Grief is a difficult time that we all have to face once in our life. Here are some tips to make the process less difficult.
Last October, my dad passed away suddenly due to a lungs hemorrhage. I didn’t have time to say goodbye, he was gone. At the beginning of my first year of university, my biggest problem went from worrying about hangovers to dealer with a pain that was way stronger than me.
The loss of a loved one is always hard. The pain is so intense and there’s nothing to do to stop hurting. We can remember the good memories and tell ourselves that our loved one would not want us to spend our life being sad, there’s no miracle cure.
So I decided to write an article to help people who are going through, or will go through, as similar situation. Here is some important information to make this really difficult time a little bit more tolerable:
1. Understand that most people won’t understand what we’re going through
Despite their good intentions, most people in our lives won’t truly understand the pain we feel. So they might give bad advices on what to do or even make you feel worse. I know they only wanted to help, but when my dad passed away, I could not stand hearing things like: « Your dad loved you so much » or « Your dad was always talking about you! ». It’s supposed to be comforting, but for me it was the complete opposite.
2. Don’t be afraid to be selfish
The period of grief is already really hard, don’t make it harder by wanting to please others. Think of yourself first. If you don’t want to see anybody, say it. If they’re conversations you don’t want to have about your grief, say it. If you don’t want to step outside your house for a while, say it. Even if the death of your loved one was a while ago, you will feel down a lot. Don’t be afraid to impose your limits.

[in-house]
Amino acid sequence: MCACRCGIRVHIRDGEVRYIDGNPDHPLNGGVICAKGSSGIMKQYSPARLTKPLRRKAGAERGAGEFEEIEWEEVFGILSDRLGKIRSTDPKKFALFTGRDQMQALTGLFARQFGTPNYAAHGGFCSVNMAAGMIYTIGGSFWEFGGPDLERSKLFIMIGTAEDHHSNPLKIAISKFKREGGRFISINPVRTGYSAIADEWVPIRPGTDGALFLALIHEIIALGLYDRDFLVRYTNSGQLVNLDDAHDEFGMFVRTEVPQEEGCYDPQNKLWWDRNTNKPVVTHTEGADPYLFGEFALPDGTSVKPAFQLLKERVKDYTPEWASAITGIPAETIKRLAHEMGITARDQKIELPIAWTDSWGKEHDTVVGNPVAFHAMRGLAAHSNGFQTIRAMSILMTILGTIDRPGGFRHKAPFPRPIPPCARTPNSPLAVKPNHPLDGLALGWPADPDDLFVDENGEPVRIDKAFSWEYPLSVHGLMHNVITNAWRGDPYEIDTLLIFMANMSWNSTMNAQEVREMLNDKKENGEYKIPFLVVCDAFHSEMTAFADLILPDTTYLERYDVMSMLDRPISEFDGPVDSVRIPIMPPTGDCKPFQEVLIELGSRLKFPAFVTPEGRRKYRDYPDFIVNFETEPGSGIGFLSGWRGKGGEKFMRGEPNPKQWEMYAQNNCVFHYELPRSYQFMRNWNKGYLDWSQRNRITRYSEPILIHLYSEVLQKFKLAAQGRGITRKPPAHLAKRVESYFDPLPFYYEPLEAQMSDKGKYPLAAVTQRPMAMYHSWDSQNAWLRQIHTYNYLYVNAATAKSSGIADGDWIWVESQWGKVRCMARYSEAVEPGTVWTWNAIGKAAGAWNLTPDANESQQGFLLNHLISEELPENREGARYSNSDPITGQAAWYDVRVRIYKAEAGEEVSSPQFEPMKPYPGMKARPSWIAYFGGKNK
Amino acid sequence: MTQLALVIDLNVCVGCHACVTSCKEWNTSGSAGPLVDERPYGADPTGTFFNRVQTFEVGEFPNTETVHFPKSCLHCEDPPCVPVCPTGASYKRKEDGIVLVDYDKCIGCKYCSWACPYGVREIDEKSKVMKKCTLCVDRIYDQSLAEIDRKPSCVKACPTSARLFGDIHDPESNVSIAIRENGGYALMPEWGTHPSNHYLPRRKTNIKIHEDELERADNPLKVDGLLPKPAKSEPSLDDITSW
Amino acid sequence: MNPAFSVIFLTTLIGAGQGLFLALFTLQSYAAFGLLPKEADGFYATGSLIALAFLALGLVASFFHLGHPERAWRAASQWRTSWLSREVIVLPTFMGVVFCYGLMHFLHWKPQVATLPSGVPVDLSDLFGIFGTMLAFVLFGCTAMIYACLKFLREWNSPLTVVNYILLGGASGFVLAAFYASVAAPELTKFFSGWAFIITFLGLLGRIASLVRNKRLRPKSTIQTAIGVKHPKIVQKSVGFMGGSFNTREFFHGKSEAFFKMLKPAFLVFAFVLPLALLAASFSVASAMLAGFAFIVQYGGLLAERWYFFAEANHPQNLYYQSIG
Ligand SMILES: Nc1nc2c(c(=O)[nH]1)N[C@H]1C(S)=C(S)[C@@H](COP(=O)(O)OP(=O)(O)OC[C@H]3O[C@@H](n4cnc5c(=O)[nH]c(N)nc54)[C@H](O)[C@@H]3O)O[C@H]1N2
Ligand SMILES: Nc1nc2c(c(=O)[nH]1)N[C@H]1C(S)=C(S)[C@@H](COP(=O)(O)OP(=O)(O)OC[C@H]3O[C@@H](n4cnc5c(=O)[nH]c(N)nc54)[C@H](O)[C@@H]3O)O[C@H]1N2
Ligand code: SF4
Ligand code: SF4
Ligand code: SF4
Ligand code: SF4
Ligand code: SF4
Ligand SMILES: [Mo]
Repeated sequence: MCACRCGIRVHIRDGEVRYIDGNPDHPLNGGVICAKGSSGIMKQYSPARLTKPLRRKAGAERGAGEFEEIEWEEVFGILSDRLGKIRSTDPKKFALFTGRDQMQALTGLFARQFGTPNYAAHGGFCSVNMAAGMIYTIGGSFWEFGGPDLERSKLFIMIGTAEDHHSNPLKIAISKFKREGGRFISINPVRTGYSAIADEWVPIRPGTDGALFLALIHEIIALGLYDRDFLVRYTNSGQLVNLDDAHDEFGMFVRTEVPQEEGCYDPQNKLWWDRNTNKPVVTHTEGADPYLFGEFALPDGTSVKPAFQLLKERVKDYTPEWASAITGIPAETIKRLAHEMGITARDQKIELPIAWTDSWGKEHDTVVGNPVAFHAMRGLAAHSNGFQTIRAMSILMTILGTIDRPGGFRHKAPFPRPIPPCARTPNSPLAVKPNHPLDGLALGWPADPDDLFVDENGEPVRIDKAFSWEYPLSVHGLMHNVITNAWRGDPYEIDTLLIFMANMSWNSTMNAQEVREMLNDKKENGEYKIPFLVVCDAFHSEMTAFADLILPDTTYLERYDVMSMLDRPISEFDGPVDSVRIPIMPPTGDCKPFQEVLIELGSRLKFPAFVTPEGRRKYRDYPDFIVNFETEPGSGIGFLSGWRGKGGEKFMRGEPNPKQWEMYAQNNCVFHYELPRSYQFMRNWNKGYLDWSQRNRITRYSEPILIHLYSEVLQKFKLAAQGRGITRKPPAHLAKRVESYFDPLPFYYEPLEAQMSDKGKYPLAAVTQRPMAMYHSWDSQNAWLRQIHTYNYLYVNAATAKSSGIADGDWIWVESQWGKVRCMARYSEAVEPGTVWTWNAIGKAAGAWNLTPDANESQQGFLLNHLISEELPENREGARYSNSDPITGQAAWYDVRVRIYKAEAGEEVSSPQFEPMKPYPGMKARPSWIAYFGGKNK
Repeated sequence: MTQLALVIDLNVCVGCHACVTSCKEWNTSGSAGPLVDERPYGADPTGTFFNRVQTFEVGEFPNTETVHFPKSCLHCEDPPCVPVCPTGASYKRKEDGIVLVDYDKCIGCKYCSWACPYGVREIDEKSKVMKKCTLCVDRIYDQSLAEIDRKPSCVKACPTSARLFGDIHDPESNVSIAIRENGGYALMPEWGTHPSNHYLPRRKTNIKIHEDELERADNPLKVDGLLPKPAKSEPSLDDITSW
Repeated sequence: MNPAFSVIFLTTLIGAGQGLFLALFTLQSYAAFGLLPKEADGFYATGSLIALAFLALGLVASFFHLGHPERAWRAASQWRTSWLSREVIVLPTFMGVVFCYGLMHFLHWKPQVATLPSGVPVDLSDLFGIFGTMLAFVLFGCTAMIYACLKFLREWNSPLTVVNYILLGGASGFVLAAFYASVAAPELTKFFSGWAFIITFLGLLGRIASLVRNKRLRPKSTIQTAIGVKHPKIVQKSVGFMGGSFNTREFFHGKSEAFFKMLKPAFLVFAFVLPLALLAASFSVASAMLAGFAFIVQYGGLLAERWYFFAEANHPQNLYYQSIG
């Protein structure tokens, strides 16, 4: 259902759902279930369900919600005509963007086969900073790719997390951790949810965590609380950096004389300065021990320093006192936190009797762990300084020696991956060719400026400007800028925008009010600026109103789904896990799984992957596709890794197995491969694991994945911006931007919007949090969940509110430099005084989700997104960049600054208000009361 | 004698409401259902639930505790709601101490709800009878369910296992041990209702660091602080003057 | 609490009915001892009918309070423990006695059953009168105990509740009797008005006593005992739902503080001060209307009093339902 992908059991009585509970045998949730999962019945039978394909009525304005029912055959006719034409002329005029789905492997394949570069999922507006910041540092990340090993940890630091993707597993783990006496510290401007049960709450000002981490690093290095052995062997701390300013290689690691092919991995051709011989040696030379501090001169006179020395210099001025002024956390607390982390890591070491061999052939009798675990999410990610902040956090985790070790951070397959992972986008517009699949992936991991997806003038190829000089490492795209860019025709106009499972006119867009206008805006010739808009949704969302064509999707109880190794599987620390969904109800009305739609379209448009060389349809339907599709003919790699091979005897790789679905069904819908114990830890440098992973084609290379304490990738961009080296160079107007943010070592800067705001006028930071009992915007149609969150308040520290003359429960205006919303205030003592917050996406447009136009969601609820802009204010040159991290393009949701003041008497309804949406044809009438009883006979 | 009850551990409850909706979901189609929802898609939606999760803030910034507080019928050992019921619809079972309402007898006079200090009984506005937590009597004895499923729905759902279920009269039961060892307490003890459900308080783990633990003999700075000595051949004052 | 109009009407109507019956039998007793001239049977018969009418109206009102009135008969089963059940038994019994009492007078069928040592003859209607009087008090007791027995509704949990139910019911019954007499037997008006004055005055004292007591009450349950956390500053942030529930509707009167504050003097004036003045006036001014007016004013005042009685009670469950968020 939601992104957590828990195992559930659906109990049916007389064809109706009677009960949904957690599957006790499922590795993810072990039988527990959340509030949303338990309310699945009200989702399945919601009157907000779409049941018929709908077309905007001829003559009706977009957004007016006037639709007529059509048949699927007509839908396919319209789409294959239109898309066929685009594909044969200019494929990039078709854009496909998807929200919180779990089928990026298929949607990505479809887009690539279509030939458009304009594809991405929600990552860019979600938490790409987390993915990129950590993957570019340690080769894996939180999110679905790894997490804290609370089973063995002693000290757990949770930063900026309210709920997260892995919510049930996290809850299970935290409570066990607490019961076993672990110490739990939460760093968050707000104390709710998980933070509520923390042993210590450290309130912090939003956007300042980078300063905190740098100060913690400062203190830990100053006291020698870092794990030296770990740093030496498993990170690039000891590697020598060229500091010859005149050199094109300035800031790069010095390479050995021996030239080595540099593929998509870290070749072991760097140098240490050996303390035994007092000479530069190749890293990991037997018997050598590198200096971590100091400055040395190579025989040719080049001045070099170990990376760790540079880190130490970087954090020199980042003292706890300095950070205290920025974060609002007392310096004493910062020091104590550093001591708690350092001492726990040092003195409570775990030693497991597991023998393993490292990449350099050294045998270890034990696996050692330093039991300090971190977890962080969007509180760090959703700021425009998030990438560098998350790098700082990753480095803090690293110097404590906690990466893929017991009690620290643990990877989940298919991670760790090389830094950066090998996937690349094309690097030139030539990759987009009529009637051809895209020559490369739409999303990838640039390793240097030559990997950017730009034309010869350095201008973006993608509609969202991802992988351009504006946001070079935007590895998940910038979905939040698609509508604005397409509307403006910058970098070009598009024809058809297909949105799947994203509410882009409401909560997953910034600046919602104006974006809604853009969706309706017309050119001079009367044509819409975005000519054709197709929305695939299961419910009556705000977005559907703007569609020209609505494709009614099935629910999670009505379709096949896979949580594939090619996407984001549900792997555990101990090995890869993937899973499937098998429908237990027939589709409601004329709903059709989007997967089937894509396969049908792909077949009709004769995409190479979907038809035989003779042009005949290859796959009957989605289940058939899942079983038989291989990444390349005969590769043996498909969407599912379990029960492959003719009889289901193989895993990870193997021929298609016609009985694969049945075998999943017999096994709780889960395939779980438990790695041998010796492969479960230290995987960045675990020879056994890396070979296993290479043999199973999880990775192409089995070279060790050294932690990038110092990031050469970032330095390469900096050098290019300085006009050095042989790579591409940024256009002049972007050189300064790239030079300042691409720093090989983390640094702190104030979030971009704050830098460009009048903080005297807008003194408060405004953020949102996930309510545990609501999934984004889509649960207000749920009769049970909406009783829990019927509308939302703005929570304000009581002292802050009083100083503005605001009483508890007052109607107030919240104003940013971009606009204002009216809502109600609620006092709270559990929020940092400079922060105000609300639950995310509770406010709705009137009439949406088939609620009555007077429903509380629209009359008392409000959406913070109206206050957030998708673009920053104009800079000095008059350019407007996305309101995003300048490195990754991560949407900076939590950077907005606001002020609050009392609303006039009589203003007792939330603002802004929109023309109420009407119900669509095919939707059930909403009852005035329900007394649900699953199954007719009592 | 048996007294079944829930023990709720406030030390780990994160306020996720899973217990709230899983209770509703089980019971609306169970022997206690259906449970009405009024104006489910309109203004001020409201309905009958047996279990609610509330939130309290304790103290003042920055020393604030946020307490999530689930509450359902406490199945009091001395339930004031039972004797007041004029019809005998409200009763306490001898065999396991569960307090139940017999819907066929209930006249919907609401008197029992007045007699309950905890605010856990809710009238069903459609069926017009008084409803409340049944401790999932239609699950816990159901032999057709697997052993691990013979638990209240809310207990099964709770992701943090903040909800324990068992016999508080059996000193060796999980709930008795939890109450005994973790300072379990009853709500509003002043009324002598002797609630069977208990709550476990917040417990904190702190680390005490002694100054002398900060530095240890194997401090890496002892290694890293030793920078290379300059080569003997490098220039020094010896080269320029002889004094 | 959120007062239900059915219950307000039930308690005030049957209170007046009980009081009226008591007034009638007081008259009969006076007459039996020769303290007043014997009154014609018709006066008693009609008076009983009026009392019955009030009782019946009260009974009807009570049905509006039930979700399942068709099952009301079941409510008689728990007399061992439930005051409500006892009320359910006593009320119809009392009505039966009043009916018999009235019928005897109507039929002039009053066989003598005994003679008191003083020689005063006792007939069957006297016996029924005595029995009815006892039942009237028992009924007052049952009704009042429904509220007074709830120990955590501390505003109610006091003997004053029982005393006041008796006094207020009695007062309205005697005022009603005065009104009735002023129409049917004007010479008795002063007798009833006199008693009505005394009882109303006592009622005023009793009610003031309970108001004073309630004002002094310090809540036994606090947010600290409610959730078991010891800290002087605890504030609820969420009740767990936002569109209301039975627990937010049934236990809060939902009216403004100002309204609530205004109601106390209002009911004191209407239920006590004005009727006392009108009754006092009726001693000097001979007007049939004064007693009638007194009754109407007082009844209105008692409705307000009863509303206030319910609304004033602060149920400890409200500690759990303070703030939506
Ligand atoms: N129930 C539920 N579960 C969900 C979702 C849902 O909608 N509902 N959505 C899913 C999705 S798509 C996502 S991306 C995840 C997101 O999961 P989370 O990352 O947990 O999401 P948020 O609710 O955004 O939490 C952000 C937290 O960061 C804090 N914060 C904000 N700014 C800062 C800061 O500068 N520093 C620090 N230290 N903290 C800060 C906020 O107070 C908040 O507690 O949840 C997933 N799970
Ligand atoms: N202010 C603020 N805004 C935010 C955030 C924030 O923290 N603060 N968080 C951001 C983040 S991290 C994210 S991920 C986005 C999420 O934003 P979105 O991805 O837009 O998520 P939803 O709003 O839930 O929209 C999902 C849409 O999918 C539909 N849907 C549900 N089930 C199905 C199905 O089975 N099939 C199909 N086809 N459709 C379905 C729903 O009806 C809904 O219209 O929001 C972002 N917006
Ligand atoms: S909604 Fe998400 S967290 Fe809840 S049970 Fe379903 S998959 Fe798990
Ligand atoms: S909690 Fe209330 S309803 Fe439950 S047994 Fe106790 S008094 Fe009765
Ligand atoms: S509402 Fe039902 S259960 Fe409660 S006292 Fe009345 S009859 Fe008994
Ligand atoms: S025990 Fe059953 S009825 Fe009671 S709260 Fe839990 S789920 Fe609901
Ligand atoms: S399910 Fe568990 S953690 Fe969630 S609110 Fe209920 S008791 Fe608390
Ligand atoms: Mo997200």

3. Understand that the sadness will always be there, you just have to deal with it
It’s been almost a year since my dad passed away and the pain is still a big part of my life. It’s not overwhelming 24/7 like it used to be but sometimes it’s still shattering. We just have to give ourselves time to heal. They’re still a lot of days when I don’t want to see anybody or go outside and I think that’s perfectly fine. The only important thing is to see progress being made and accept that the process will be slow.
4. Don’t stop doing things you love
During the grief, it’s easy to drop everything that we used to love to do, either because it brings back hard memories or because of a lack of motivation. Taking your mind off your pain is super important in this situation and those activities are a great way to continue to see your friends and have moral support.
5. Don’t be afraid to be a burden and talk about your grief
The first months after it happened, I didn’t want to see my friends because I was scared to be too emotionally draining and that my friends wouldn’t want to spend time with me. I also refused to talk about what happened and how I felt because it’s a really heavy subject and I felt like nobody was comfortable enough with this discussion. After a while I finally understood that my friends we there for me and the only thing the wanted was for me to talk to them about how I felt so they could help me. I remember the first time I talked to my friends about it, we were sitting on a balcony and in a word vomit I explained everything that had happened and how I was feeling, a couple of months after the funeral. It felt so good to finally talk about it with someone and my friends were happy to know that I could share my emotions with them so they could listen and try to help me.
What’s important to remember is that grieving is not easy but there’s some ways to make it a little bit less hard. We just have to think about ourselves and accept our emotions. No matter how we feel, life goes on and we have to continue to hold on. It’s hard to stay positive sometimes but there’s some tricks that can help.